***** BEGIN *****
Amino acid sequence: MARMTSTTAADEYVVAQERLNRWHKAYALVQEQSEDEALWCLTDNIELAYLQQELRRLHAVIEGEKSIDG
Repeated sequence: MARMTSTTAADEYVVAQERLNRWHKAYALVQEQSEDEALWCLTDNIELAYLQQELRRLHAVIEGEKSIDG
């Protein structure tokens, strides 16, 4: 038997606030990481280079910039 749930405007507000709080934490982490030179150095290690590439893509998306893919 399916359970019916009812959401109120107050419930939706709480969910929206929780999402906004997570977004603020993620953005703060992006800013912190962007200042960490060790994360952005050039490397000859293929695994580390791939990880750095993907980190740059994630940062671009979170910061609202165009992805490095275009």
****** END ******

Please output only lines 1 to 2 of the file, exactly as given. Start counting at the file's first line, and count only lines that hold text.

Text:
Amino acid sequence: MARMTSTTAADEYVVAQERLNRWHKAYALVQEQSEDEALWCLTDNIELAYLQQELRRLHAVIEGEKSIDG
Repeated sequence: MARMTSTTAADEYVVAQERLNRWHKAYALVQEQSEDEALWCLTDNIELAYLQQELRRLHAVIEGEKSIDG